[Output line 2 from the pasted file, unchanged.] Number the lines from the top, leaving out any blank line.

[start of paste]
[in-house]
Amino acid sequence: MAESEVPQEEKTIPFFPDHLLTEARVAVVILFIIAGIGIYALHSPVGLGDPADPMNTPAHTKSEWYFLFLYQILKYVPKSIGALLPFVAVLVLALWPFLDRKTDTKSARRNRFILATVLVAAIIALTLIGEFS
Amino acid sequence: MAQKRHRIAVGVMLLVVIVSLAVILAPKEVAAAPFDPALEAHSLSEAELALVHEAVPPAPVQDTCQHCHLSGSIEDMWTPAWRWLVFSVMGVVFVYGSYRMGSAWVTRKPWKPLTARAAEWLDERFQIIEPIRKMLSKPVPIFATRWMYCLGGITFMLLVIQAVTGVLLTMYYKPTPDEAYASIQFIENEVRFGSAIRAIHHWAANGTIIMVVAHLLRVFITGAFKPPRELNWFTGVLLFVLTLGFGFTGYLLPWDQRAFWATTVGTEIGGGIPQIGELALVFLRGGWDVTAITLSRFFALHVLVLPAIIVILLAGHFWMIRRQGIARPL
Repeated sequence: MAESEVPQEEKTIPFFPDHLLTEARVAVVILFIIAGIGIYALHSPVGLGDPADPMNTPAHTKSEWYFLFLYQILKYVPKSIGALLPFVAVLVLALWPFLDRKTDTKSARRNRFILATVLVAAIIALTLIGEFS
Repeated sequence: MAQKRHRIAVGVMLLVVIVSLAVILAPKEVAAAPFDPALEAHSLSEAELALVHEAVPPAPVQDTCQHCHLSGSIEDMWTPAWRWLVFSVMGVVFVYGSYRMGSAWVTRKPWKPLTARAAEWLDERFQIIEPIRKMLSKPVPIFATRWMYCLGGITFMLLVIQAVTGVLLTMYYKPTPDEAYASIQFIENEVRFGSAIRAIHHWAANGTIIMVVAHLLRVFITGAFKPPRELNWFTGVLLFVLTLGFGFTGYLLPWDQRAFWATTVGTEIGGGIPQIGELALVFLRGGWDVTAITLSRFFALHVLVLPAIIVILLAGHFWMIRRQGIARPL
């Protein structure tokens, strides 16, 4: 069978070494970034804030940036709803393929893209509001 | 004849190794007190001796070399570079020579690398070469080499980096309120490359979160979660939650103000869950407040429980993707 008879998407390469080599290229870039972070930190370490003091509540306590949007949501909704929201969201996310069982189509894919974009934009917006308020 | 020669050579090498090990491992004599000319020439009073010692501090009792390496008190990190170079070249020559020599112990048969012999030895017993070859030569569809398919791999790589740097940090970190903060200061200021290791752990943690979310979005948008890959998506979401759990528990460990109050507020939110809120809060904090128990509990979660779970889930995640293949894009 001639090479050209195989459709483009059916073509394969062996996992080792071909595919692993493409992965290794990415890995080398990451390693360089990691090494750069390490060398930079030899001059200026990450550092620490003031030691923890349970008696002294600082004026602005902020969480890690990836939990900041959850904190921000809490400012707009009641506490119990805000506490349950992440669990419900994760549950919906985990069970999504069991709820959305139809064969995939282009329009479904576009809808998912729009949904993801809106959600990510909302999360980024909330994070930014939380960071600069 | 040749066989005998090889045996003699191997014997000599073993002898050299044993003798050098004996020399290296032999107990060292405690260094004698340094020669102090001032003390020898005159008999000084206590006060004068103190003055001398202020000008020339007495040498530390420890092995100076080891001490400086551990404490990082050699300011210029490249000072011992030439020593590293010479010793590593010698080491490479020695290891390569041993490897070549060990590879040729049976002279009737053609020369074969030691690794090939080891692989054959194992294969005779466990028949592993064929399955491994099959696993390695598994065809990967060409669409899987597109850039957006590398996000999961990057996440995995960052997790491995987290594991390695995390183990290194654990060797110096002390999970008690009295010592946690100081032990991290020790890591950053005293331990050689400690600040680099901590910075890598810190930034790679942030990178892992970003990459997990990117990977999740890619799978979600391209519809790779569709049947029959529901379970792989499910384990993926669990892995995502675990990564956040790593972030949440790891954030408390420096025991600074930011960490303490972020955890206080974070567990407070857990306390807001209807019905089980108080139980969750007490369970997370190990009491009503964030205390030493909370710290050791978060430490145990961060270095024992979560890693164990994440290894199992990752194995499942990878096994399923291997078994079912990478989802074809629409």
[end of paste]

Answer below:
Amino acid sequence: MAESEVPQEEKTIPFFPDHLLTEARVAVVILFIIAGIGIYALHSPVGLGDPADPMNTPAHTKSEWYFLFLYQILKYVPKSIGALLPFVAVLVLALWPFLDRKTDTKSARRNRFILATVLVAAIIALTLIGEFS